The Story of Stuff (part 2)

You’ll be relived to know that this is still the well-buttered/battered computer in action. In the last post, I didn’t even have to bang on about the environmental rationale behind keeping this old beast alive – it makes sense, even before I have to leap into the pulpit.

But for those of you that like an entertaining preacher, check this video – The Story of Stuff – on consumption.

My last post dealt with computers and, perhaps, electronics. Another of the most ridiculous habits of modern man is the need to continually upgrade ones car.

A few weekends back, on a trip to the old blighty, I went camping with some friends in Suffolk. Our chariot was a 15-year old Citroen which looks as if it’s been utilized to develop a new system of vehicular braille. It was that or borrowing a rather swishy, spotless, leather-seated affair.

The beauty of this old beast was that it was less likely to be stolen than a two-week old baguette, could be driven through a farm without concern for muck or scratches, and enabled us to fill it with firewood, tents, groceries, samphire and muddy shoes without concern for the interior. All-in-all this car, which would probably retail at 1/30th of the price of the other option, enabled us to have greater pleasure, with less stress. My friend, the proud owner, has driven it for the last 5 years without ever having to get it repaired other than taking it in for its MOT.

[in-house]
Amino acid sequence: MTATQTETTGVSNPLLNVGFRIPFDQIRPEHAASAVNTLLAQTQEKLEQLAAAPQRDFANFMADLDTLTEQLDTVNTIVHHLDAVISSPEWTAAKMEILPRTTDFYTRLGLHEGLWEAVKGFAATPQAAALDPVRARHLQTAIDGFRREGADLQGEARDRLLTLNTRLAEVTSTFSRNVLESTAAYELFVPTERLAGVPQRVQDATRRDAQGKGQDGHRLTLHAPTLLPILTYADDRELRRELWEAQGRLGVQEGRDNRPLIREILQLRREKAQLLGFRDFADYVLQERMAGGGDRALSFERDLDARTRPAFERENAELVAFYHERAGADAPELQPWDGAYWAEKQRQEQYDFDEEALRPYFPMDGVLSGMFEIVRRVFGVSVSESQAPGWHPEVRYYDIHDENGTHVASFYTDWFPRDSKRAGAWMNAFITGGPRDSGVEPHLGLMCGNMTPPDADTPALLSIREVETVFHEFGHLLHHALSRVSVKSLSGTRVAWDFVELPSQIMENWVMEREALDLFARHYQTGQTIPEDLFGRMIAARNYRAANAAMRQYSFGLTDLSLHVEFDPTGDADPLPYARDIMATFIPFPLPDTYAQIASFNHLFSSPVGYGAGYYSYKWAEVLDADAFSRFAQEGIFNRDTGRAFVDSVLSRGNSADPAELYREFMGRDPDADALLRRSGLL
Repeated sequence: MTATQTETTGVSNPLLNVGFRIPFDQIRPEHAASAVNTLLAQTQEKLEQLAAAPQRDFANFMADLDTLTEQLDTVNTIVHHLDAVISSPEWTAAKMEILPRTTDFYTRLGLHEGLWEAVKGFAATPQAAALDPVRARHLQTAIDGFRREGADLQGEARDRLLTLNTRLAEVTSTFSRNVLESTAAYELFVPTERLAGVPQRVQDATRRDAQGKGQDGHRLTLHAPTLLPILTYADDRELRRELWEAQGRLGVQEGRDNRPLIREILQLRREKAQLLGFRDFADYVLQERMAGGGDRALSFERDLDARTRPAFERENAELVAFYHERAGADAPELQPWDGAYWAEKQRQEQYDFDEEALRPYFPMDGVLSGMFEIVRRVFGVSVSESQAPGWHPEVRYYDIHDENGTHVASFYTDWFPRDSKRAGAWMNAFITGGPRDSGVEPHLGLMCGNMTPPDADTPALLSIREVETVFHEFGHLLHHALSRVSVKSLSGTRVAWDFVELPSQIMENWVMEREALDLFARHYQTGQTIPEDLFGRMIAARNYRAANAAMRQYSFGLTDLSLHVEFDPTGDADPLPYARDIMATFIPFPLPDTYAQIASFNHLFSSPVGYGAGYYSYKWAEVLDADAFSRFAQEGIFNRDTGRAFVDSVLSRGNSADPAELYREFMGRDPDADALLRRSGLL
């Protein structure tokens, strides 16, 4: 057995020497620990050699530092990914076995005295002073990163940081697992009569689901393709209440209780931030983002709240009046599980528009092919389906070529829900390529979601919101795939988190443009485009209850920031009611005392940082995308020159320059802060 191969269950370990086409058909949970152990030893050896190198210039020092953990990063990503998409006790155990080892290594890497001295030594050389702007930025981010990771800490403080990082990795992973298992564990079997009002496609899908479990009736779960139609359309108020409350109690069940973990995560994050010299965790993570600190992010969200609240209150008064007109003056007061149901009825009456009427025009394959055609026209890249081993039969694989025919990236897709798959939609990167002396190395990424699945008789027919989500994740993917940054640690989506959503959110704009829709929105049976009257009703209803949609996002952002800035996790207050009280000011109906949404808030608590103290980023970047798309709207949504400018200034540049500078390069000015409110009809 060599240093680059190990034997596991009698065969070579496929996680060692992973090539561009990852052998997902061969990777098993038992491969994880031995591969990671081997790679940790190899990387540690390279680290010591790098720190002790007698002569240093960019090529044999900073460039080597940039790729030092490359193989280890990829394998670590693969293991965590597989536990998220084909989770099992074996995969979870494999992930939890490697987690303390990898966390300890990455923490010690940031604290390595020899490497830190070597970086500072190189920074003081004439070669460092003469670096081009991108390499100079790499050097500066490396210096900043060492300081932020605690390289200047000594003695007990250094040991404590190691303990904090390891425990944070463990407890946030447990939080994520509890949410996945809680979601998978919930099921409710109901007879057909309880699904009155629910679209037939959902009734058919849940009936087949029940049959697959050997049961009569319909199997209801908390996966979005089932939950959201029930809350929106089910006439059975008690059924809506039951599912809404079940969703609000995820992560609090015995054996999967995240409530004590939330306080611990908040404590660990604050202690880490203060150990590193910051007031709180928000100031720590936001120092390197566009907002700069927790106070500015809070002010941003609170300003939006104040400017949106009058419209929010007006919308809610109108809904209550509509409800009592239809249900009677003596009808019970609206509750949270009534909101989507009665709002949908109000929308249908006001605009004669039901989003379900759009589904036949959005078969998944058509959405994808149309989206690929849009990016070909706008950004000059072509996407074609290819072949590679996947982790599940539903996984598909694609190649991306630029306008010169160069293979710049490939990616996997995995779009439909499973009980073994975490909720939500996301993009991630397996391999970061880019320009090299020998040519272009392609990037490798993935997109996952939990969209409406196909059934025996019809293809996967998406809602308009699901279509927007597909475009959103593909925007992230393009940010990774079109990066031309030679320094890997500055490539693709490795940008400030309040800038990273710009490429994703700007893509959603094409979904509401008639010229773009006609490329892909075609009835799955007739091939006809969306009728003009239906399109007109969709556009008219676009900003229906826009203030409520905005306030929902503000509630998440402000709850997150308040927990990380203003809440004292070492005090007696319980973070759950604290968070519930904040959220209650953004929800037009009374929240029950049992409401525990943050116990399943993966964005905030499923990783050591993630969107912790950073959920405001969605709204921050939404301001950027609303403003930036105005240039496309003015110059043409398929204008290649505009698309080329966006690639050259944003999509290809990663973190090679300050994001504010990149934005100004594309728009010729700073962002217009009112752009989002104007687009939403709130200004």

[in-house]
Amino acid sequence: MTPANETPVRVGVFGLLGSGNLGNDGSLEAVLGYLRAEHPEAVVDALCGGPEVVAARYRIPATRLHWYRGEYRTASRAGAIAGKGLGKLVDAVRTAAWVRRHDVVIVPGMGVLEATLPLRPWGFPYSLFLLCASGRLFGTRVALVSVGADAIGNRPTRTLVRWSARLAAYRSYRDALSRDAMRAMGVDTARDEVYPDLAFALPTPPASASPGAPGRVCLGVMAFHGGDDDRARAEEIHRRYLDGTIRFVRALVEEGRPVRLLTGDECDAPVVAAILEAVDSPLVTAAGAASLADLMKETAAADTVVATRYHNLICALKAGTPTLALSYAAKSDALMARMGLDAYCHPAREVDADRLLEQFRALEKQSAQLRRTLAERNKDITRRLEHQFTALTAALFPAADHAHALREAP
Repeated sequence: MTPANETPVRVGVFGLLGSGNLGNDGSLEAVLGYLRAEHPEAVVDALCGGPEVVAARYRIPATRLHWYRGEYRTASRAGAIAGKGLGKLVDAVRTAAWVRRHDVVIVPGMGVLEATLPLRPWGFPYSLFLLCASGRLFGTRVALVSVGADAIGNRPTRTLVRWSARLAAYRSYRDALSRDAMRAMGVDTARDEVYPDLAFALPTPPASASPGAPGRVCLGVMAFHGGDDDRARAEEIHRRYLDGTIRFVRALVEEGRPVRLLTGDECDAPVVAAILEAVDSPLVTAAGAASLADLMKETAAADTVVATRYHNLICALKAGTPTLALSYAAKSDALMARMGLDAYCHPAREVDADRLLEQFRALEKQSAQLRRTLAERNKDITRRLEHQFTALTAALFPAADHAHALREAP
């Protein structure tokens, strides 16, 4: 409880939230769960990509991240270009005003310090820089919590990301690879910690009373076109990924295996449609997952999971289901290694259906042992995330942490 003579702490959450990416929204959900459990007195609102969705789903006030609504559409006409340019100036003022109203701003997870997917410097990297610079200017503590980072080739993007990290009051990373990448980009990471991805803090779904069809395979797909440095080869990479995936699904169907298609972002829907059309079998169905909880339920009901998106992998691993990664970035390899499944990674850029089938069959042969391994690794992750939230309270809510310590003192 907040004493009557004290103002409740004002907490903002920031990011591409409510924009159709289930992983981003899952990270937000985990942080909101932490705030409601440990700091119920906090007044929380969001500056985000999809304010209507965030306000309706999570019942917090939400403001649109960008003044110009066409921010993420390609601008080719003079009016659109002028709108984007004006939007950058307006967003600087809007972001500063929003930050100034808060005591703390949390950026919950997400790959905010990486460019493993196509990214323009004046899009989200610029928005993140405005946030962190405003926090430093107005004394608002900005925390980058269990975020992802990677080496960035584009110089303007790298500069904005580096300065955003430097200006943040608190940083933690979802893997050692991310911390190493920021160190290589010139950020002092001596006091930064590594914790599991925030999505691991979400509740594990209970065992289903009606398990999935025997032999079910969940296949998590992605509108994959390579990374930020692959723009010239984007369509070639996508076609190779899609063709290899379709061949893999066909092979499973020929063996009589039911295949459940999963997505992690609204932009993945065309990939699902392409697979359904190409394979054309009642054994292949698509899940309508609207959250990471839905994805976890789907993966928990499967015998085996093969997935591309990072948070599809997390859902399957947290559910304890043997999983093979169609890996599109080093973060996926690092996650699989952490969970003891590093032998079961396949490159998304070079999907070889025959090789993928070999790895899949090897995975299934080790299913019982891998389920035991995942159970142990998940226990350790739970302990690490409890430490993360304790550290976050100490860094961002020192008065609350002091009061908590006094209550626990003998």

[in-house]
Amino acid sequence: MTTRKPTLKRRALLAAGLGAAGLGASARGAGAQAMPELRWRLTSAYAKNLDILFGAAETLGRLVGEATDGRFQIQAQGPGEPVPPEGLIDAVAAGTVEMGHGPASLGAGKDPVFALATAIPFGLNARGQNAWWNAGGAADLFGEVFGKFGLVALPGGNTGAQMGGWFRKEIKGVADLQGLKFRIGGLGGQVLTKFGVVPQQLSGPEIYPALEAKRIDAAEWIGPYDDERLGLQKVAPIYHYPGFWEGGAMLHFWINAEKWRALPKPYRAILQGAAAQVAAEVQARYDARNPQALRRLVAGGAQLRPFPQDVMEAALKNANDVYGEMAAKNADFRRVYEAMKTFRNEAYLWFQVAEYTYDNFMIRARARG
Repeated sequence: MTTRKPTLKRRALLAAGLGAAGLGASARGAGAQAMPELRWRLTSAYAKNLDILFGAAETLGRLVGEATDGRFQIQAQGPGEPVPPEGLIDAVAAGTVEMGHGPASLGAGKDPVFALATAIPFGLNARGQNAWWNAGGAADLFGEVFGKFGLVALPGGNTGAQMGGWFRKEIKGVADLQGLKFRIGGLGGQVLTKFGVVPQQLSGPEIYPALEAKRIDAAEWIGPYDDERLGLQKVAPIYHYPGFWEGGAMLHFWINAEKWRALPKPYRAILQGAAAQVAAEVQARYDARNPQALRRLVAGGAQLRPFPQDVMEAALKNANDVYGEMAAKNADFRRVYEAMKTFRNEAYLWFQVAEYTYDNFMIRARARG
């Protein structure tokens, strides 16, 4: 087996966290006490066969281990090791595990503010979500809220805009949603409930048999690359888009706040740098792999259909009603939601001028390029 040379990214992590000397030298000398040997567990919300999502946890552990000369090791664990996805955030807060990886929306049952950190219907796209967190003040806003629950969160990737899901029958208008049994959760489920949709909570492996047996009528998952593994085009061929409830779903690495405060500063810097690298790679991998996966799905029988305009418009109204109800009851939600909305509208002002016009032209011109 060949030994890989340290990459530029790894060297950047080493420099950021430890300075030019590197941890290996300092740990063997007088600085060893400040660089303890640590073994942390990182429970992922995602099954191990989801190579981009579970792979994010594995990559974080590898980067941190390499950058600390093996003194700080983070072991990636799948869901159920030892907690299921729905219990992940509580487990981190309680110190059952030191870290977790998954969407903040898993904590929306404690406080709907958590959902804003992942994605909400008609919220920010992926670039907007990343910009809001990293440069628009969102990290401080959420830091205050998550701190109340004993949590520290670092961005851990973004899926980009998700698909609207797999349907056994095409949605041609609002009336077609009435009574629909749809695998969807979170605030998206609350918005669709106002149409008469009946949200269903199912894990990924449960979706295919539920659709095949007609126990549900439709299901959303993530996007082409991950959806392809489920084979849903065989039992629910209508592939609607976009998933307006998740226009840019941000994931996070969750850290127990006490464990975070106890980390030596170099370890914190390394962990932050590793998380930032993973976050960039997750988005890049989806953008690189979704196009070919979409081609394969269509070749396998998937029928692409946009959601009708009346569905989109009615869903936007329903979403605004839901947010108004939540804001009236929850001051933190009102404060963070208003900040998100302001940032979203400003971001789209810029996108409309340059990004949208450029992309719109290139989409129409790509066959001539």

I’m all for safety, especially if you’re driving your loved-ones about the place. It would also be sad to let a perfectly good piece of machinery go to waste through neglect – but superficial damage to your interior or exterior doesn’t need to be worried about by anyone but the superficial. Let’s start using things properly and fully rather than worrying about what others might think. As the wise Leo Babatua states, let’s Live a Better Life with Less.

Here’s the car and owner, the great CEO Toby Sawday of my second favourite company after Bright Green Talent, Sawdays, caught mid bikini change shortly before diving into the Alde and starting one of the greater mud battles of recent history. It was a fantastic weekend that required only 10 friends, a few tents, a bonfire and some burned sausages. If only all weekends could be that simply magical.


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